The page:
Murray Tyrrell

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This article is about the Australian public servant (1913–1994). For the Hunter Valley winemaker (1921–2000), see Murray Tyrrell (winemaker).
Sir Murray Louis Tyrrell
KCVOCBE
Murray-tyrrell-and-Ellen-Greig-wedding-1939.JPG
Murray and Ellen Tyrell on their wedding day, 6 May 1939
Official Secretary to the Governor-General of Australia
In office
1947–1973
Monarch George VI
Elizabeth II
Governor General Sir William McKell (1947–53)
Sir William Slim (1953–60)
The Viscount Dunrossil (1960–61)
The Viscount De L'Isle (1961–65)
The Lord Casey (1965–69)
Sir Paul Hasluck (1969–73)
Preceded by Sir Leighton Bracegirdle
Succeeded by Sir David Smith
Personal details
Born (1913-12-01)1 December 1913
Melbourne, Victoria
Died 13 July 1994(1994-07-13) (aged 80)
Queanbeyan, New South Wales
Spouse(s) Ellen St Clair Tyrell (née Greig)

Sir Murray Louis Tyrrell KCVOCBE (1 December 1913 – 13 July 1994) was an Australian public servant, noted as the Official Secretary to the Governor-General of Australia for a record term of 26 years, 1947–73, in which time he served six governors-general.

Early life[edit]

Born in Kilmore, Victoria, Murray Tyrrell was educated at Orbost and Melbourne High Schools.

He married Ellen (Nell) Greig on 6 May 1939. They had three children, two daughters born first, Leonie Ellen and Margot Evelyn, and then a son, Michael St Clair.

Career[edit]

He served for over 45 years in the Australian Public Service. For most of this time he was assistant secretary or personal secretary to a succession of Ministers including the Prime Minister, Ben Chifley.[1]

Tyrrell succeeded Rear Admiral Sir Leighton Bracegirdle as Official Secretary to the Governor-General, William McKell (later Sir William), in March 1947.[2]

He also served Sir William McKell's successors Sir William Slim, Lord Dunrossil, Lord De L'Isle, Lord Casey and Sir Paul Hasluck. The Queen named him a Commander of the Royal Victorian Order (CVO), for his service rendered during the Royal Visit in 1954. He was appointed a Commander of the Order of the British Empire (CBE) in 1959. Both of these honours occurred during Sir William Slim's term.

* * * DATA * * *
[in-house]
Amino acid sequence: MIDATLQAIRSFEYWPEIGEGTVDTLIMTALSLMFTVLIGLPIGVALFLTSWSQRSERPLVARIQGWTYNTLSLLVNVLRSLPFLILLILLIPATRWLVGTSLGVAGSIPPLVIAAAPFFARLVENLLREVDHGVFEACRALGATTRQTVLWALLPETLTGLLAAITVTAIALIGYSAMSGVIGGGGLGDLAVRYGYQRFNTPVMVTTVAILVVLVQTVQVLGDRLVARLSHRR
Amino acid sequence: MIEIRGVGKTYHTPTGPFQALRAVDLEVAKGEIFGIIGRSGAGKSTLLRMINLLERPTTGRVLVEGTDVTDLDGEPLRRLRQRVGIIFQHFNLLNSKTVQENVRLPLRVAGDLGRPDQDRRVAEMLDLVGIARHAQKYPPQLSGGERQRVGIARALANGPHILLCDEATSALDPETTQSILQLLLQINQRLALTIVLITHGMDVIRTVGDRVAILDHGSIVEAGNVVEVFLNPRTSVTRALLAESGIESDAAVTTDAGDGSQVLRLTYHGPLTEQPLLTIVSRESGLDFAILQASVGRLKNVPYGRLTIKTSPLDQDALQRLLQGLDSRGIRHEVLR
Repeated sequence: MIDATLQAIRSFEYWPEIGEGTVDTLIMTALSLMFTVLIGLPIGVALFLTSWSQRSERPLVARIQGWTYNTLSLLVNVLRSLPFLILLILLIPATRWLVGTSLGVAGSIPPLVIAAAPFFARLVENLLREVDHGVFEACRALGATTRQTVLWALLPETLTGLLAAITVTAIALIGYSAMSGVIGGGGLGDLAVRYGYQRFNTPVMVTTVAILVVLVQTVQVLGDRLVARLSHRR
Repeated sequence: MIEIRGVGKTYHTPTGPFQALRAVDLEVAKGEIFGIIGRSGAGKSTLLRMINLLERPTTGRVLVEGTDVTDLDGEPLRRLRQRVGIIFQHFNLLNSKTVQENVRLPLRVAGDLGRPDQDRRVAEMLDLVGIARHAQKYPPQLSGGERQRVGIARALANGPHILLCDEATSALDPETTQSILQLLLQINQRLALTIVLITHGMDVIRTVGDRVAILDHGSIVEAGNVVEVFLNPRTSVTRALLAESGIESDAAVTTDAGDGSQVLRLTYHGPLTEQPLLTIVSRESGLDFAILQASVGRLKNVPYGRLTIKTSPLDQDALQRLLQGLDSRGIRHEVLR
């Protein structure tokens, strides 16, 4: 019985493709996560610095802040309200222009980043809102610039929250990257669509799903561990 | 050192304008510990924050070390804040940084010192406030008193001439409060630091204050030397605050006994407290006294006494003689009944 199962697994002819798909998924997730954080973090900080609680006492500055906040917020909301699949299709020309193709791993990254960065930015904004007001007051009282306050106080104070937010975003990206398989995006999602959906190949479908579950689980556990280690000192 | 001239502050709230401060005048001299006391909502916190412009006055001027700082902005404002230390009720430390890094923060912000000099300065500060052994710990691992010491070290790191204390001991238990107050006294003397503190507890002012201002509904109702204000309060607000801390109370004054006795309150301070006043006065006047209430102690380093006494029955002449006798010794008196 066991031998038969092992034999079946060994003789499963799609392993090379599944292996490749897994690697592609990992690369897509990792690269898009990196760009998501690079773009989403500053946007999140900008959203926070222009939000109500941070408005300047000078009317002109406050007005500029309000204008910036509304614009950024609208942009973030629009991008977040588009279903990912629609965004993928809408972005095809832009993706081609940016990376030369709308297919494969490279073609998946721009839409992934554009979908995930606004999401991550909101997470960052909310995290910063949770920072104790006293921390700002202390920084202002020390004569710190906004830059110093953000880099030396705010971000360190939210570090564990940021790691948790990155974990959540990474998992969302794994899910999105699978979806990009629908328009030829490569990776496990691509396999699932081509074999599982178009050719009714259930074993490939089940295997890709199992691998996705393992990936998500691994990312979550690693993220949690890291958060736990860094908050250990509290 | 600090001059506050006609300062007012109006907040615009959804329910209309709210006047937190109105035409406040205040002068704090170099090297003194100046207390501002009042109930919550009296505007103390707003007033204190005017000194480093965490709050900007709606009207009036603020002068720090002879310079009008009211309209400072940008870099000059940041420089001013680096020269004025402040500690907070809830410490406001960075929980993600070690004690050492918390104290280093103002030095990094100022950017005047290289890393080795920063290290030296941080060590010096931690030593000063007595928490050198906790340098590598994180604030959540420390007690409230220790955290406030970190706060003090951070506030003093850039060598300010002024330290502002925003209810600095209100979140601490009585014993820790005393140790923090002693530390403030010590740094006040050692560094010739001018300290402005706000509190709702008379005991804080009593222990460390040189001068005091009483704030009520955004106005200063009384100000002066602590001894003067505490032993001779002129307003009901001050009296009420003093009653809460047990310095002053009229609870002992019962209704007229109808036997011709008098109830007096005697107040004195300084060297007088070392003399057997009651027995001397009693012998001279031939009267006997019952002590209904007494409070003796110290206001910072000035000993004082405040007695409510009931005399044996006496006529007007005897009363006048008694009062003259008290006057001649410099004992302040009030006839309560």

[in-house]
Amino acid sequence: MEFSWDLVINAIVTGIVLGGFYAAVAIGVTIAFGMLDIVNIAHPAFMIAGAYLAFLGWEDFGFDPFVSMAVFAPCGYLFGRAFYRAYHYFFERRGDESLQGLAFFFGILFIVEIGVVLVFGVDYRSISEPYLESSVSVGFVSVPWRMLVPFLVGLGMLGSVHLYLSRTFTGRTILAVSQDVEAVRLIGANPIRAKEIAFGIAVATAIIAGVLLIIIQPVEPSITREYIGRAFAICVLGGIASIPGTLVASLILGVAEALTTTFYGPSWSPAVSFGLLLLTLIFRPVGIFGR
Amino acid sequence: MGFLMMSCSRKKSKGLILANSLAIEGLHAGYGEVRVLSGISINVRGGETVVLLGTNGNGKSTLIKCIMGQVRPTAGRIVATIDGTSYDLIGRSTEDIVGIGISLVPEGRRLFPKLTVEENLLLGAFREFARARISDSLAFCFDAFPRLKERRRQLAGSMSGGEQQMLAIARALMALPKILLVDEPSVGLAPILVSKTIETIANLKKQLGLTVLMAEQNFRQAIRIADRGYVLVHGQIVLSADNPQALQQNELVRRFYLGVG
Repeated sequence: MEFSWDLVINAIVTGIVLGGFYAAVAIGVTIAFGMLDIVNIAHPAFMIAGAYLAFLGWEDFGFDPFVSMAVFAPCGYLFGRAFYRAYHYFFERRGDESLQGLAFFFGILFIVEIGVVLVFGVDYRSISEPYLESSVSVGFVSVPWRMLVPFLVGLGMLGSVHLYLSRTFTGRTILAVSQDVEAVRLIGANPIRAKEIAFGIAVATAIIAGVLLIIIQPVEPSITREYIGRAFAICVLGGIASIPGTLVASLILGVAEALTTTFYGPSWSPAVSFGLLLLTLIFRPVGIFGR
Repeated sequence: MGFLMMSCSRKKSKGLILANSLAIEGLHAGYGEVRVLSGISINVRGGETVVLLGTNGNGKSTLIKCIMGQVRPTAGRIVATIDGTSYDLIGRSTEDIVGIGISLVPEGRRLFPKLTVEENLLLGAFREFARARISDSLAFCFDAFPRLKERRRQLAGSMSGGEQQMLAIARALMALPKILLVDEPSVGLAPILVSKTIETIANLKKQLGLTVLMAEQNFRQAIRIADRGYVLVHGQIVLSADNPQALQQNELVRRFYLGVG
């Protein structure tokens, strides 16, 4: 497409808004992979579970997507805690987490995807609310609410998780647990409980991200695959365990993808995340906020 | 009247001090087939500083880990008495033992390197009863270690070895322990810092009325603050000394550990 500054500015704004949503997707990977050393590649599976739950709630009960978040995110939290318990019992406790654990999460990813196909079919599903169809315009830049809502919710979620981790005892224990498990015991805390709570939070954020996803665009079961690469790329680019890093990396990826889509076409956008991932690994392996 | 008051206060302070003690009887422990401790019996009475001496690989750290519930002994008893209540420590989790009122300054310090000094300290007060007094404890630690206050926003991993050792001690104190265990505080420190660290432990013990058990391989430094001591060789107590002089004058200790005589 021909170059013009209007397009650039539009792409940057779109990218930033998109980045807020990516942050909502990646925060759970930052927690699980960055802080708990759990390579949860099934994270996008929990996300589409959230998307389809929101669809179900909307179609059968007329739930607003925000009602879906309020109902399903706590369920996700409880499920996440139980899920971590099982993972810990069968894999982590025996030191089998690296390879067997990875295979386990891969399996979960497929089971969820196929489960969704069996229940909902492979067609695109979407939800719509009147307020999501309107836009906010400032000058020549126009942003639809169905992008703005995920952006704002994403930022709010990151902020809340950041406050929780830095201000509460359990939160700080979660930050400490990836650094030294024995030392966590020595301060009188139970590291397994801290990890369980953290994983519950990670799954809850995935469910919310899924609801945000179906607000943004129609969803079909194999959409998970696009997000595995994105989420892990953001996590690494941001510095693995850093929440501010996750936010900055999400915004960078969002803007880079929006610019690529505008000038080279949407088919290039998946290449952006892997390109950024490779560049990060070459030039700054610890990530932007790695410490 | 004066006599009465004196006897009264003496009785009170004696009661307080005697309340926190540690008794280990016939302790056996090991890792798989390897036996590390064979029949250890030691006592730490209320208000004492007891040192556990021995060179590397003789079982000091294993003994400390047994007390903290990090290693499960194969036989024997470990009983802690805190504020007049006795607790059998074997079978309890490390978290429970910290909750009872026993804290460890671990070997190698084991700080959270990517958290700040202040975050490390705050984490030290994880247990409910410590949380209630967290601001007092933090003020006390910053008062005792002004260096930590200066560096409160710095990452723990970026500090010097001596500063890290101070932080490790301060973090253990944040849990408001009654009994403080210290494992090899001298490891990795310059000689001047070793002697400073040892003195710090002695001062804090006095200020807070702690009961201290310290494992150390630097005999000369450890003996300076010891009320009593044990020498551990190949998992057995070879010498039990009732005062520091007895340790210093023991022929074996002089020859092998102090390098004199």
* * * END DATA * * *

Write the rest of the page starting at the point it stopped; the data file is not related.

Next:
Murray Tyrrell had a small but pivotal role to play in the establishment of the Australian Conservation Foundation. The ACF began in the second half of 1964, after a suggestion was made to Tyrrell by Prince Philip, Duke of Edinburgh while visiting Australia in 1963. He voiced an idea that Australia could become involved in conservation by establishing a branch of the World Wildlife Fund. Tyrrell convened a meeting that came to the conclusion that, if a conservation body was to exist, its efforts should be directed at conserving Australia's own heritage. From this the ACF emerged.[3]

Murray Tyrrell was appointed a Knight Commander of the Royal Victorian Order (KCVO) in 1968, during Lord Casey's term. This was awarded for personal service to the Queen, and was not on recommendation from the Prime Minister. He had been attached to the Royal Household at Buckingham Palace from May to August 1962.[4] After his retirement in 1973, which occurred during Sir Paul Hasluck's term, he was succeeded by David Smith.

Sir Murray lived at 11 Blundell Street, Queanbeyan, New South Wales, in an old heritage cottage still called "Sir Murray Tyrrell's Cottage". He was an Alderman of the Queanbeyan City Council 1976–1980.

In 1977 he was named the Australian of the Year,[5] jointly with Dame Raigh Roe.

Honours[edit]

  • 1968 Knight Commander of the Royal Victorian Order (KCVO)[8]

References[edit]

  1. ^ "National Library of Australia". Nla.gov.au. Retrieved 2014-03-12. 
  2. ^ Christopher Cunneen: William John McKell[dead link]
  3. ^ "Records of the Australian Conservation Foundation, Head Office Melbourne – MS 9429". Nla.gov.au. 2003-11-13. Retrieved 2014-03-12. 
  4. ^ "Governor's Secretary is Honoured by the Queen", The Age, 10 June 1968
  5. ^ Lewis, Wendy (2010). Australians of the Year. Pier 9 Press. ISBN 978-1-74196-809-5. 
  6. ^ "It's an Honour: CVO". Itsanhonour.gov.au. 1954-04-27. Retrieved 2014-03-12. 
  7. ^ "It's an Honour: CBE". Itsanhonour.gov.au. 1959-06-13. Retrieved 2014-03-12. 
  8. ^ "It's an Honour: KCVO". Itsanhonour.gov.au. 1968-06-08. Retrieved 2014-03-12. 

External links[edit]

Awards
Preceded by
Sir Edward Dunlop
Australian of the Year Award
1977
Served alongside: Raigh Roe
Succeeded by
Alan Bond
Galarrwuy Yunupingu
Government offices
Preceded by
Sir Leighton Bracegirdle
Official Secretary to the Governor-General of Australia
1947–1973
Succeeded by
Sir David Smith